DCMO BOCES Harrold Campus Places First in the Schoolyard Sugaring Contest


In a competitive field of classrooms across New York State, students from the DCMO BOCES Harrold Campus won 1st Place in the High School Division of the 4th Annual Schoolyard Sugaring Contest held by the New York Agriculture in the Classroom organization. 

Students in the Harrold Campus Conservation & Heavy Equipment program and FFA, with support from FFA advisors and instructors Zachary Whittaker and Emily Anderson and others, worked hard this spring to create excellent maple syrup despite being faced with many challenges.

“This year's results show that campus-wide teamwork and dedication can end in a well deserved first place. Last year the program's syrup placed second, so with this year being a more difficult season, it was a sweet surprise,” said Anderson.

Just as the DCMO BOCES program was preparing syrup for sale, use within the school, and the contest, school buildings were closed and remote learning began.

Students had already managed all the hard work: setting up and checking lines, preparing the evaporator, maintaining and operating the reverse osmosis machine, cleaning the kitchen for finishing, collecting and boiling sap to create the maple syrup, and bottling and packaging. When they were not able to enter campus to complete the job due to extended school closure, Whittaker and Anderson stepped in to finish up and submit their contest entry.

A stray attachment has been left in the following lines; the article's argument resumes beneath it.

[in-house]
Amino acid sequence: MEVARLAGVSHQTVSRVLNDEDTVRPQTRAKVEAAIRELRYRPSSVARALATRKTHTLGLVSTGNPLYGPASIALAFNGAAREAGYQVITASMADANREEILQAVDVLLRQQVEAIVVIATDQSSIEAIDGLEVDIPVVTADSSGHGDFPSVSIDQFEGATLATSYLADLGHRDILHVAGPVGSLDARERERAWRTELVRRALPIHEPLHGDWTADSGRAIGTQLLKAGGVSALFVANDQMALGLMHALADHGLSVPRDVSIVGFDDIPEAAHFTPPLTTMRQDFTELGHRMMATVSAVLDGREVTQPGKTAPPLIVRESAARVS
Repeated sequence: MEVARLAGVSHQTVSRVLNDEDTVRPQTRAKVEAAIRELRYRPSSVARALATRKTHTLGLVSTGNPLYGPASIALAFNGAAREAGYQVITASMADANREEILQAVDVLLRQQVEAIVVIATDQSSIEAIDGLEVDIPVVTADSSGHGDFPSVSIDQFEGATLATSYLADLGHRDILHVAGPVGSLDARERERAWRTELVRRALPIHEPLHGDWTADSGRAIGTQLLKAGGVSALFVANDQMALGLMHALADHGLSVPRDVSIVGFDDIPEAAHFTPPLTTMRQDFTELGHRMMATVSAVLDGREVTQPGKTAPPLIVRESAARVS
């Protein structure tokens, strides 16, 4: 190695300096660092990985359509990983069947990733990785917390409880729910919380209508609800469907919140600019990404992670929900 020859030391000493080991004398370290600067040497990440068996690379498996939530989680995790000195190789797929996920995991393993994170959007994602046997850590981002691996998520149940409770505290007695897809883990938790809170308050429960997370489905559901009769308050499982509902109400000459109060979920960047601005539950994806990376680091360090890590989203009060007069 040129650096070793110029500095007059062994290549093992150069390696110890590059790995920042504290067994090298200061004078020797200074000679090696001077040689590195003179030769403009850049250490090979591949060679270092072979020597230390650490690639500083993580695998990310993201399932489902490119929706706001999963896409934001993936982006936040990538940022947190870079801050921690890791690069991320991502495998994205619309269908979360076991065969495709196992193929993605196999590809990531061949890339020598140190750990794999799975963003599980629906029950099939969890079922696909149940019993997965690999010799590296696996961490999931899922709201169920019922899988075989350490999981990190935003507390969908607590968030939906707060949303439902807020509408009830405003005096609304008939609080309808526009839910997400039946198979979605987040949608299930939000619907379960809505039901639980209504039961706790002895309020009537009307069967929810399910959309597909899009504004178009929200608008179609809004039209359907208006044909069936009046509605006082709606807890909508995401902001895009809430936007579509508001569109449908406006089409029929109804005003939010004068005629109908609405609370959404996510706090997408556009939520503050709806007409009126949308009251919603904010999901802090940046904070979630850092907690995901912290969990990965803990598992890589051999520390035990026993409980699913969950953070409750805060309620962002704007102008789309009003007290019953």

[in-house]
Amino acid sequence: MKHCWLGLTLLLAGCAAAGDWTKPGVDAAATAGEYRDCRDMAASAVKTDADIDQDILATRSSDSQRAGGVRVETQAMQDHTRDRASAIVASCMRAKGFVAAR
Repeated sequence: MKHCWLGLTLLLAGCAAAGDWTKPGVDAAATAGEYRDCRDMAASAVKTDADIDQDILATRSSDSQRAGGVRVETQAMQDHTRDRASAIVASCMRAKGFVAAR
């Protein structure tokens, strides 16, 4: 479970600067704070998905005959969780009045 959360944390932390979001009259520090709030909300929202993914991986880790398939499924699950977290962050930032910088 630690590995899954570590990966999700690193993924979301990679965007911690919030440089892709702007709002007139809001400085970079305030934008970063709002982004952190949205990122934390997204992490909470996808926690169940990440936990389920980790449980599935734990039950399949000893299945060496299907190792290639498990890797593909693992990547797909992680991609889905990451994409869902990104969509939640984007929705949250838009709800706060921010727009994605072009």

In May, maple syrup from classrooms all over the state were judged by a panel of producers and maple syrup experts.  All entries were evaluated for density, clarity, color, and flavor, as well as the classroom’s educational component.

While the Conservation Program and FFA are very proud of this significant win, they affirm that this was also a campus-wide achievement. “Many programs and departments invested time and energy into the maple program at Harrold Campus,” said Whittaker.

“The Human & Retail Services program with instructor Nanette Latourette provided valued help in the finishing room and in collecting sap bags on campus,” Whittaker explained. “The Carpentry & Building Construction program invested many hours into making the sap house more functional and made room for equipment. Visual Communications created all of the labels for the syrup jugs. The Operations and Maintenance staff are always on top of any maintenance, repairs or upgrades that occur during both the sugaring season and off season. The support from BOCES for the facilities and equipment the maple operation utilizes also proved crucial.”  

A limited amount of syrup is available for sale through the Harrold Campus Conservation Program or Main Office, pending social distancing restrictions.

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